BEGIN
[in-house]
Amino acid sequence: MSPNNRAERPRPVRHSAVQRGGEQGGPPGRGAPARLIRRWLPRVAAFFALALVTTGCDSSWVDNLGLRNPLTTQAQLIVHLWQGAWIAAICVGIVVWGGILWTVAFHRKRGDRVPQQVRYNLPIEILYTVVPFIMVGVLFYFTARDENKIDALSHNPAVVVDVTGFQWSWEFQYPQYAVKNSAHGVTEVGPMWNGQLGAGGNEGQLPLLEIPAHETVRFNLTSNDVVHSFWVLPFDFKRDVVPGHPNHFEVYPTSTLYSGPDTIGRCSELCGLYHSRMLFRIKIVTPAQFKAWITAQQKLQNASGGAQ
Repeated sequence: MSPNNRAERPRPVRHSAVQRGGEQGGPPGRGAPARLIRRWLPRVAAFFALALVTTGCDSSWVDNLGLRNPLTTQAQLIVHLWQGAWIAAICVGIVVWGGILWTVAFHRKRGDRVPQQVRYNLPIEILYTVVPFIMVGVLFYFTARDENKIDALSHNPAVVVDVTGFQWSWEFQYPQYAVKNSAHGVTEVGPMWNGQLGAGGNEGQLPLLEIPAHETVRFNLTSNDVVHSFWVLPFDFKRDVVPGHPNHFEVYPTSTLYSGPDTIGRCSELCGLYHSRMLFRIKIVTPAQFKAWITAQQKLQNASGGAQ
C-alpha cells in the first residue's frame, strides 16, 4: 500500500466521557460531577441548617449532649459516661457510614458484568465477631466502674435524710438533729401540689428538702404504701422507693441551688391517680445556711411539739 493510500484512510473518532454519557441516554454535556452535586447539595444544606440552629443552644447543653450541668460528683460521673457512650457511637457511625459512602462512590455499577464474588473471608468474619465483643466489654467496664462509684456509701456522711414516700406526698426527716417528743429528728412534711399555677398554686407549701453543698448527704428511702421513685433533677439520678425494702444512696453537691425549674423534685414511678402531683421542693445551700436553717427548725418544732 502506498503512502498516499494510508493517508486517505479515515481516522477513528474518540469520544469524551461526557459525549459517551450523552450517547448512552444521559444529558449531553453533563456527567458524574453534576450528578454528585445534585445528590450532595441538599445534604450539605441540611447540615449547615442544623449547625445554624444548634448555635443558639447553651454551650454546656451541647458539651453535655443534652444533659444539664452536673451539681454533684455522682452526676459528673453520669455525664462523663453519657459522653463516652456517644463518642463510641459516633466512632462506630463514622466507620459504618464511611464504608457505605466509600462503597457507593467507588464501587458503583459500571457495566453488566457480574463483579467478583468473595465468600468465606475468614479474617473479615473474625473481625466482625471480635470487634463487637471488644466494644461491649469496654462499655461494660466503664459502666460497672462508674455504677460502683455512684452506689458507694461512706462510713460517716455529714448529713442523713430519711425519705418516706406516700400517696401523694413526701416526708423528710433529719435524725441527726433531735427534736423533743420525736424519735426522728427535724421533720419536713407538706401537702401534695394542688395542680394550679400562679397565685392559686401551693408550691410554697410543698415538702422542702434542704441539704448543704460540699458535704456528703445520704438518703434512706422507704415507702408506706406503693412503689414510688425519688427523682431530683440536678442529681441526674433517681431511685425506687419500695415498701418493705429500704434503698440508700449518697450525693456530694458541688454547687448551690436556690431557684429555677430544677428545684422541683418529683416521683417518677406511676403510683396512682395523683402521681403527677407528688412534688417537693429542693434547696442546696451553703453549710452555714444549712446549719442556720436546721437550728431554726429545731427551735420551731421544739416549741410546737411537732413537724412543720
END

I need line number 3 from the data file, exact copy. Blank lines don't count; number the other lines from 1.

Repeated sequence: MSPNNRAERPRPVRHSAVQRGGEQGGPPGRGAPARLIRRWLPRVAAFFALALVTTGCDSSWVDNLGLRNPLTTQAQLIVHLWQGAWIAAICVGIVVWGGILWTVAFHRKRGDRVPQQVRYNLPIEILYTVVPFIMVGVLFYFTARDENKIDALSHNPAVVVDVTGFQWSWEFQYPQYAVKNSAHGVTEVGPMWNGQLGAGGNEGQLPLLEIPAHETVRFNLTSNDVVHSFWVLPFDFKRDVVPGHPNHFEVYPTSTLYSGPDTIGRCSELCGLYHSRMLFRIKIVTPAQFKAWITAQQKLQNASGGAQ